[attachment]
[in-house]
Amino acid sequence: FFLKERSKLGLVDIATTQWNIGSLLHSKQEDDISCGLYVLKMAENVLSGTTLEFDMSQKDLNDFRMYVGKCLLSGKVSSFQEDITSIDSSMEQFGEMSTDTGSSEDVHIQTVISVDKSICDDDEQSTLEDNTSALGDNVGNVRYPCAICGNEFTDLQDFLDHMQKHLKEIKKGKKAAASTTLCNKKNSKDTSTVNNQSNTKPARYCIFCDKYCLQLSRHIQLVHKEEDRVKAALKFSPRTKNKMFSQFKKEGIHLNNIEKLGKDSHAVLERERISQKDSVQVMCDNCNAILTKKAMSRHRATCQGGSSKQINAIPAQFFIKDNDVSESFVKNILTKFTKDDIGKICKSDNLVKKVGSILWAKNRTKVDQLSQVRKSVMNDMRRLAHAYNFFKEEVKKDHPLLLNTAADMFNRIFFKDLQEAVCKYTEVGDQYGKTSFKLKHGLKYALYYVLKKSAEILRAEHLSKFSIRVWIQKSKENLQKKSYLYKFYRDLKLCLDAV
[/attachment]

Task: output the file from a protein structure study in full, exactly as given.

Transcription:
[in-house]
Amino acid sequence: FFLKERSKLGLVDIATTQWNIGSLLHSKQEDDISCGLYVLKMAENVLSGTTLEFDMSQKDLNDFRMYVGKCLLSGKVSSFQEDITSIDSSMEQFGEMSTDTGSSEDVHIQTVISVDKSICDDDEQSTLEDNTSALGDNVGNVRYPCAICGNEFTDLQDFLDHMQKHLKEIKKGKKAAASTTLCNKKNSKDTSTVNNQSNTKPARYCIFCDKYCLQLSRHIQLVHKEEDRVKAALKFSPRTKNKMFSQFKKEGIHLNNIEKLGKDSHAVLERERISQKDSVQVMCDNCNAILTKKAMSRHRATCQGGSSKQINAIPAQFFIKDNDVSESFVKNILTKFTKDDIGKICKSDNLVKKVGSILWAKNRTKVDQLSQVRKSVMNDMRRLAHAYNFFKEEVKKDHPLLLNTAADMFNRIFFKDLQEAVCKYTEVGDQYGKTSFKLKHGLKYALYYVLKKSAEILRAEHLSKFSIRVWIQKSKENLQKKSYLYKFYRDLKLCLDAV